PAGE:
Fenner One can buy just about anything off Craigslist on the Internet — including a herd of bison. So when Aileen Randolph and Joe Lazarsky, she a corporate PR executive and he an attorney, decided they wanted to change professions and raise bison, they went online.
They bought a herd from Tennessee in November 2010 and brought them to their farm in Fenner, right next to Chittenango Falls, in February 2011. And now there is a bison farm, with about 50 head, that raises and sells bison meat, just a few miles outside of Cazenovia.
“We’re so glad we bought them; this is their third year on the land,” said Randolph, who runs the product side of their business, Empire Buffalo LLC. “We like the fact that this is a healthy product, something you can feel good about.”
And bison meat is healthy, especially the grass-fed kind, such as what Empire Buffalo produces. According to recent studies, accepted by both the USDA and the National Bison Association, bison is lower in fat than chicken and higher in protein and iron than beef. Readers’ Digest magazine has even listed bison as one of the five foods women should eat because of the high iron content.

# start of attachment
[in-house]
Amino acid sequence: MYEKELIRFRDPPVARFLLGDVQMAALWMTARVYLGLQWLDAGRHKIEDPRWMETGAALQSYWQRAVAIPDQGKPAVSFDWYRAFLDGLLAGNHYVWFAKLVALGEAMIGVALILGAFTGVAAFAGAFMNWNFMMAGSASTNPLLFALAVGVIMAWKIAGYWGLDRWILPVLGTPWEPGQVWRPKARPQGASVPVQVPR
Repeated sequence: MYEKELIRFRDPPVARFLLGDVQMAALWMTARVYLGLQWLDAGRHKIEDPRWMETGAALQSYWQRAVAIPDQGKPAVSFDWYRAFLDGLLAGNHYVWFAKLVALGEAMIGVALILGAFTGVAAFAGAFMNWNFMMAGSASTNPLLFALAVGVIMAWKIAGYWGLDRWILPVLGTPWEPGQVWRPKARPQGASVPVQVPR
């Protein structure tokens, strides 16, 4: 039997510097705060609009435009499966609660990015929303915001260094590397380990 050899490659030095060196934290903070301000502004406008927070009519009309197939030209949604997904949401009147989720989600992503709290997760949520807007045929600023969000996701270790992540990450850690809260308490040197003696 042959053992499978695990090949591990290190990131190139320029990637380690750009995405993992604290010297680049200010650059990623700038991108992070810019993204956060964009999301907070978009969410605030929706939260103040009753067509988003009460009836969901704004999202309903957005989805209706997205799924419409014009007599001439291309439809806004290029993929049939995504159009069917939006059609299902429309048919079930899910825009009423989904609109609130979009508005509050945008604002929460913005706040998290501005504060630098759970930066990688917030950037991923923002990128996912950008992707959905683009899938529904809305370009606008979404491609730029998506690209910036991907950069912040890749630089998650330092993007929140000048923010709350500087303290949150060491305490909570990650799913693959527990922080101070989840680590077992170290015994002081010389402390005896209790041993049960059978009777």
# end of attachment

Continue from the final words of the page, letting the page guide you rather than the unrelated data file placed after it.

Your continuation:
So what is a bison, exactly? According to the USDA, the American buffalo is not a true buffalo. Its scientific name is bison and it belongs to the bovine family along with domestic cattle. The bison bull is the largest animal indigenous to North America. A bull can stand taller than six feet at the hump and weigh more than a ton. They are strong and aggressive, and can jump as well as deer, outmaneuver horses and break through fences that would imprison other livestock.
As a product, bison meat is as tender as beef, although it is a deeper red color than beef before cooking because there is no marbling (white flecks of fat within the meat muscle). Bison is said to have a sweeter, richer flavor than beef and has less fat and fewer calories than beef. Some 20,000 buffalo are slaughtered each year (compared to approximately 125,000 cattle per day).